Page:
Charlie emerged from the open refrigerator with the half-watermelon I had just bought at the A & P. He held it solemnly in both hands, arms outstretched. "I want."
He had just eaten a bowl of rice with lots of shrimp. I managed to spirit off some of the watermelon into Charlie's lunchbox before he ate.....the whole thing. A half of a watermelon, and not one of those new round ones. (It was mostly water---92%, to be precise.) As the secretary in my office says, Charlie is a big boy, capable of eating sushi, rice, melons and more in quantities and at a speed that makes his grandparents nervous.
Consequently, Charlie was a little water-logged tonight and---after a packed day of school, ABA, bike ride, and a piano lesson (he opened the door for his teacher, paused, ran down to sit at the keyboard)---on the tired side, and so made the connection among body, mind and language ("bah' room") a bit too late. A sure-fire way to have this kind of thing happen repeatedly is for me to show that I'm annoyed or something more (a word that starts with "p" might be thought appropriate) at a new pile of wet clothes just as I was about to take the laundry out of the dryer.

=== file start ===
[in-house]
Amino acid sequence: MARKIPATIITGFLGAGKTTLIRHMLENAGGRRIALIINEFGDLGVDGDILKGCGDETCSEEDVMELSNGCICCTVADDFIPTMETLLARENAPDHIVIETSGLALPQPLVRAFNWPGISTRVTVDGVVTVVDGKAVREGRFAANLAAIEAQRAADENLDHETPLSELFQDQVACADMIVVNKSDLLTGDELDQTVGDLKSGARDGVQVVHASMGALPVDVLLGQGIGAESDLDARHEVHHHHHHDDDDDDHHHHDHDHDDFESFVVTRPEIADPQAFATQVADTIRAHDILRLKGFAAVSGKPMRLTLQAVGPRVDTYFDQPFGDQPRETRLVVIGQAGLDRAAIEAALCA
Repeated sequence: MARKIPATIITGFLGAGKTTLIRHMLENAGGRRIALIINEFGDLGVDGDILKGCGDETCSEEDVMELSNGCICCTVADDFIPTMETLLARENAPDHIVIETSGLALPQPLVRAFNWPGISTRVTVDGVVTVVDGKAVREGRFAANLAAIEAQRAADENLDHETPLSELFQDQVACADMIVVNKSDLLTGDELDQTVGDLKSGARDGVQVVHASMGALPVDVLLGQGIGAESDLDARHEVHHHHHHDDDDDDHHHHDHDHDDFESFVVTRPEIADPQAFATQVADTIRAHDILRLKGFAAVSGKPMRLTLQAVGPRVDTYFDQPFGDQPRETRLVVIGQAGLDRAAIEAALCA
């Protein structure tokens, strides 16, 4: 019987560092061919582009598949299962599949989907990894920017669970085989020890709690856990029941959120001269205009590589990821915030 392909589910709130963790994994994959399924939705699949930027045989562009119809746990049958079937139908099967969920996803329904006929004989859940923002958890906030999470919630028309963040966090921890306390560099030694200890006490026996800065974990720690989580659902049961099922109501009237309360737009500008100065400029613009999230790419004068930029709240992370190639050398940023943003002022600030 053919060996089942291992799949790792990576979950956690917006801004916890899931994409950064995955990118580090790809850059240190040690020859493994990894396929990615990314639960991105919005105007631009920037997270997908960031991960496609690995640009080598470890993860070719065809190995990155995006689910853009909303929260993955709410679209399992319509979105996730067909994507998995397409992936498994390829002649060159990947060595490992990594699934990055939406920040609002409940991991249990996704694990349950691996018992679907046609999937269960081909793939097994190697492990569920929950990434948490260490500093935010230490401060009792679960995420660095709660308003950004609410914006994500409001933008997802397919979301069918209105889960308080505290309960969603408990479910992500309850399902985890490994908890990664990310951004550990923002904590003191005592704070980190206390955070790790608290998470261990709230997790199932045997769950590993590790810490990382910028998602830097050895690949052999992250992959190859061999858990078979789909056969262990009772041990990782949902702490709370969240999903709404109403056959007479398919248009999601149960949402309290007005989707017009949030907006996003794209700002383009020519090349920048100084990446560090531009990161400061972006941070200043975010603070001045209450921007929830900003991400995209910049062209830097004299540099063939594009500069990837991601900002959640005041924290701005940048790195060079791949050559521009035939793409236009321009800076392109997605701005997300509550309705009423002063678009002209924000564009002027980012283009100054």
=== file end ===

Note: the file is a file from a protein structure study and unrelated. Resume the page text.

Charlie was soon in a fresh pair of pajamas and I was wondering if I had thrown the green squishy ball into the washing machine when I scooped up my #2 load of laundry. (I had not; the ball was on the carpet.) Charlie had started to giggle at what he had done then went back to watching photos and listening to music on the computer. He was so tired that he rolled the sheets on our bed tightly around himself, and fell asleep.
I went to check on him after not quite an hour and was reminded: Watermelons are 92% water. I pulled off as much of the sheets as I could since Charlie was still rolled up in them, then got him to his feet and dry and into his own bed.
"Squishy ball," said Charlie in his sleep and I handed it to him before putting laundry load #3 into the washing machine.
"Melon" is from the ancient Greek mêlon, which means "apple" and comes to be generically used for "fruit." Etymologically related or not, I also hear the word for "honey"---meli in ancient Greek---in the word "melon": When life gives you a sweet boy, albeit one with a big stomach and a bigger heart, what can you do but mop up the spills at the end of the day?
Especially when that boy is the apple of my eye.